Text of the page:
The dollar and yen gained amongst major currencies with fresh falls in oil prices and equities, increasing safe asset preferences. The dollar itself eased 0.23% on Friday but still gained 0.65% in weekly basis. The dollar found support with greatly improved U.S. data earlier in the week giving hopes to investors that the Federal Reserve is likely to step on a tightening path this year. On Friday, the U.S. consumer price rose 1.4% in January, above 1.3% increase seen. Core inflation excluding food and energy rose larger than expected 2.2%. The dollar however fell against safe haven yen with USD/JPY pair trading at 112.66, down 0.53% on Friday.
The euro edged up against the dollar on Friday with oil prices drops. EUR/USD traded at 1.1130, up 0.22%, but still ended the week lower by 0.83%. On Thursday, the European Central Bank’s recent meeting reinforced expectations that the central bank is going to take further easing next month with continuous risks on growth and inflation. EUR/JPY also hit lows of 125.00 before settling at 125.36.
British pound boosted with increased expectations that European Union members would reach an agreement for Britain to remain in the union. The currency was also supported by the upbeat U.K. retail sales that was stronger than expected. GBP/USD gained 0.47%, traded at 1.4405.
On Saturday, China replaced China Securities Regulatory Commission Chair Xiao Gang to Liu Shiyu, chairman of the Agricultural Bank of China, likely as a response to failure in employing circuit breaker in the stock market. It also grew speculation that the central bank will seek to cut in the reserve ratio in medium term to stabilize market expectations. China also readjusted the consumer prices for food, tobacco, and alcohol by lowering 3.4% while increasing other goods to reflect consumption patterns.
Elsewhere, the commodity linked currencies such as Canadian dollar, New Zealand dollar, and Australian dollar were generally lower with impact from fresh slide in oil prices.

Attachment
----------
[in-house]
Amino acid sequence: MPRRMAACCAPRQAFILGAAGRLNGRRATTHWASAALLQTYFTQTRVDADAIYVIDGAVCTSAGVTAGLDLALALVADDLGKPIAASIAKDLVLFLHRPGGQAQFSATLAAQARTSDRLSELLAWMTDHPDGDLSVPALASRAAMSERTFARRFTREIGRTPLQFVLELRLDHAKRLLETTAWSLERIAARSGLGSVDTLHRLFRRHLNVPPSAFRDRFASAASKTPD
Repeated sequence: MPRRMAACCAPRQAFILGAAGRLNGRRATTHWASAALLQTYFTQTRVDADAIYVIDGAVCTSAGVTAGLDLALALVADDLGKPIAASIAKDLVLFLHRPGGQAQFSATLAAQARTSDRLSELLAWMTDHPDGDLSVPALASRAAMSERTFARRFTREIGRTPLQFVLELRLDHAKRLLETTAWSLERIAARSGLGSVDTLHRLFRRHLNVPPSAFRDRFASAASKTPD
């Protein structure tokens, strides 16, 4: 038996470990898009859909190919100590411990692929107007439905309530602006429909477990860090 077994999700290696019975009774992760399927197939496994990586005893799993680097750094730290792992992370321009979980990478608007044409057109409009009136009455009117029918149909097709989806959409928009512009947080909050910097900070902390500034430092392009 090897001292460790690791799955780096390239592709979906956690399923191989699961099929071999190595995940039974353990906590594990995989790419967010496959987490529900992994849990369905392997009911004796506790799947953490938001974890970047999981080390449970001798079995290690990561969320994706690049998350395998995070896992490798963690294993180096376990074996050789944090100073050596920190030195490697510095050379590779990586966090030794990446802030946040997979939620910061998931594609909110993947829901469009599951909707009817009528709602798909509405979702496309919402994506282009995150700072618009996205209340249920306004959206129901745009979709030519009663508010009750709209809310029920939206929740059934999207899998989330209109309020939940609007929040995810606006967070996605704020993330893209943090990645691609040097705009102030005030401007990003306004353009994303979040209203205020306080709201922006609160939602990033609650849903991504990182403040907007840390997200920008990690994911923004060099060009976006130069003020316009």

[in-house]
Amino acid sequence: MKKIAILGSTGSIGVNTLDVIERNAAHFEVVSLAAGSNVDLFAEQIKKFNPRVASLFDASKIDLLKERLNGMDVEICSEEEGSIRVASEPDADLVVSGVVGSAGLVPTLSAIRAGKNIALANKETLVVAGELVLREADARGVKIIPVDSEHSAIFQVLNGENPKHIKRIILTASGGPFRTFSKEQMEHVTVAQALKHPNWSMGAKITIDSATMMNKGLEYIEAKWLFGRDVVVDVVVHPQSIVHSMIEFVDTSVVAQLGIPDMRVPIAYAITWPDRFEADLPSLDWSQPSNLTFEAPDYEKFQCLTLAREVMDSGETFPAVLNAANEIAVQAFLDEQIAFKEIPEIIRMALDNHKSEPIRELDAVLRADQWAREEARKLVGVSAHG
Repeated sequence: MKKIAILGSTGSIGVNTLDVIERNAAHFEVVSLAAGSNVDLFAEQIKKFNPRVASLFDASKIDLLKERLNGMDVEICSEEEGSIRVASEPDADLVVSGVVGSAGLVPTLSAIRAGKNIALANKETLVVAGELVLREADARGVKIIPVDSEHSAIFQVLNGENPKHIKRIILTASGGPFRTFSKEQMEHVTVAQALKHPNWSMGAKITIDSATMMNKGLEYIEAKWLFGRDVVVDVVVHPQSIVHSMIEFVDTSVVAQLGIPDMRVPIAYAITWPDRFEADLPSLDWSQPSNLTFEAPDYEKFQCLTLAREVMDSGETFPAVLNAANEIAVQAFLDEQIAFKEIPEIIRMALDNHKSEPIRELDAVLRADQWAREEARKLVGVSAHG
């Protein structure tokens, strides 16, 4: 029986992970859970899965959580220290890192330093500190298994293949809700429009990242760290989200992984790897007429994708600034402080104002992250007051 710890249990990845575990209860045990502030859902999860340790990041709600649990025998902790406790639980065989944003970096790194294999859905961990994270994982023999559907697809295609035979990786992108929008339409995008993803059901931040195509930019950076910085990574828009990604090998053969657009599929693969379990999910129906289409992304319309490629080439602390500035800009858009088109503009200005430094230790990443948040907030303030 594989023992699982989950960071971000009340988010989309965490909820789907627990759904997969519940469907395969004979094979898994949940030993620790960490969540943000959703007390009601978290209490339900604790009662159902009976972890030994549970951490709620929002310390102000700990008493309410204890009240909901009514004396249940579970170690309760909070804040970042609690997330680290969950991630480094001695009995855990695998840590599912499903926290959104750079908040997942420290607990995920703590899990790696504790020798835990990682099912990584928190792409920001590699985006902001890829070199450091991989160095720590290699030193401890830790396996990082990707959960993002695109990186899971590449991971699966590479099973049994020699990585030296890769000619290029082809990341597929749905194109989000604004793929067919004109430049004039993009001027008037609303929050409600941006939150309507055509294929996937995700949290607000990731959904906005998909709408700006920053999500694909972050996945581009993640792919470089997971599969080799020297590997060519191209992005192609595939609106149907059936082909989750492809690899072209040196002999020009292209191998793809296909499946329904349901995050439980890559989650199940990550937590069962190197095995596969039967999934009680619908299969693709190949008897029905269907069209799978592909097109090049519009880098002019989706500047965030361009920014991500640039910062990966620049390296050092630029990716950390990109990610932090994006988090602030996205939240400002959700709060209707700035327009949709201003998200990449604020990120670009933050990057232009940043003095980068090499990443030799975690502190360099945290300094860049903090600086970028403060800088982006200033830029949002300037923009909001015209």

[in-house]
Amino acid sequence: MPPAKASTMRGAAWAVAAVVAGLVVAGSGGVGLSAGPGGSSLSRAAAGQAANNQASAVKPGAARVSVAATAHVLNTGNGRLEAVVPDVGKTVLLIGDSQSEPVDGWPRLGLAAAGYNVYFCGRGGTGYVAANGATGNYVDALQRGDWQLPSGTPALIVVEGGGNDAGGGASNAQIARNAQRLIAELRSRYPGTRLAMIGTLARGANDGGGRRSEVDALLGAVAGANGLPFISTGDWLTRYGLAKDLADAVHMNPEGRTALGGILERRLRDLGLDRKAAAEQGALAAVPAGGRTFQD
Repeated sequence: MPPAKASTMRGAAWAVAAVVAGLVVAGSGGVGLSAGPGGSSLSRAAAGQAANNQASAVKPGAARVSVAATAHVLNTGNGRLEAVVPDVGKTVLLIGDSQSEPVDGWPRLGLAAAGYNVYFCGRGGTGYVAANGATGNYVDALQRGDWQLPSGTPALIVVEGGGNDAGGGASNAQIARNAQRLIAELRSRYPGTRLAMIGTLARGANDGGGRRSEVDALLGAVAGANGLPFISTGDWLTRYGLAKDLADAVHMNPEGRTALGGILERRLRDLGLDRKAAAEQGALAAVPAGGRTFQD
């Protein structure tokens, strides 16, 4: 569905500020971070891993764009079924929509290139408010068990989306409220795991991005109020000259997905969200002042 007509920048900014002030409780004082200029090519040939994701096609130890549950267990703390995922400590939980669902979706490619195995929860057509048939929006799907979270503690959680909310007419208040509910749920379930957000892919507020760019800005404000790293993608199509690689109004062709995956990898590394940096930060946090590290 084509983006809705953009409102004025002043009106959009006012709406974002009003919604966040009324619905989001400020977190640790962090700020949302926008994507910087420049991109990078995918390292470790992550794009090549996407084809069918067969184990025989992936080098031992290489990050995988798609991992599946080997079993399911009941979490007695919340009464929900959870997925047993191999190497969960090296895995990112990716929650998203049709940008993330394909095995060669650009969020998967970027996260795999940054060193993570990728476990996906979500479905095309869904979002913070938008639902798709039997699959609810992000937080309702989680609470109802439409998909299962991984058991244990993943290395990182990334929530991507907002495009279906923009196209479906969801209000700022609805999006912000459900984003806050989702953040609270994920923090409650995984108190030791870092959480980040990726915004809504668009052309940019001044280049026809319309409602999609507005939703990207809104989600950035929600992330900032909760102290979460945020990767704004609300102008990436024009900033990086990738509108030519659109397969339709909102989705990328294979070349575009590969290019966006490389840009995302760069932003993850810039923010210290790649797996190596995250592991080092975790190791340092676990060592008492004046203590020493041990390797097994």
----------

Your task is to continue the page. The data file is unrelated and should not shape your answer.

In the week ahead, investors will be looking to Eurozone’s business activity data for better indication of improvement in the economy. Thursday’s U.S. report on durable goods order will be also watched for hints on manufacturing sector.
Ahead of the coming week, Solforex has compiled a list of these and other significant events likely to affect the markets.
Monday, February 22
Japan is to release data on manufacturing.
In Germany, data on GDP growth and IFO’s report on business climate are due.
The U.K. is to publish data on industrial production.
The Eurozone is to release data on manufacturing and service sector.
The U.S. is to release data on manufacturing and a separate manufacturing report in Chicago region.
Tuesday, February 23
Germany is to release data on GDP growth and IFO institute’s report on business sentiment.
The U.S. is to release bundle of data on consumer sentiment, town house prices, existing home sales, and Richmond region manufacturing.
Wednesday, February 24
Australia is to release data on construction completions and wage prices.
Japan is to release data on business service prices.
The U.K. is to publish data on mortgage approvals.
The U.S. is to release data on mortgage claims, PMI service sector, and new housing sales.
Thursday, February 25
Australia is to release data on capital expenditures.
Germany is to publish data on consumer prices followed by GfK’s report on consumer trend.
The U.K. is to publish data on revised GDP for fourth quarter and service activities.
In the Eurozone, data on consumer prices, monetary supply, and personal loans are due.
The U.S. is to release data on durable goods order, weekly initial jobless claims and housing prices.
Friday, February 26
New Zealand is to release data on trade balance.
Japan is to release data on consumer prices.
China is to publish data on housing prices.
In the Eurozone, bundle of data on consumer survey, sentiment, and inflation are to be released followed by reports on industrial forecasts and service sector.
The U.S. is to release data on revised fourth quarter GDP, personal earnings and expenses and consumer sentiment.
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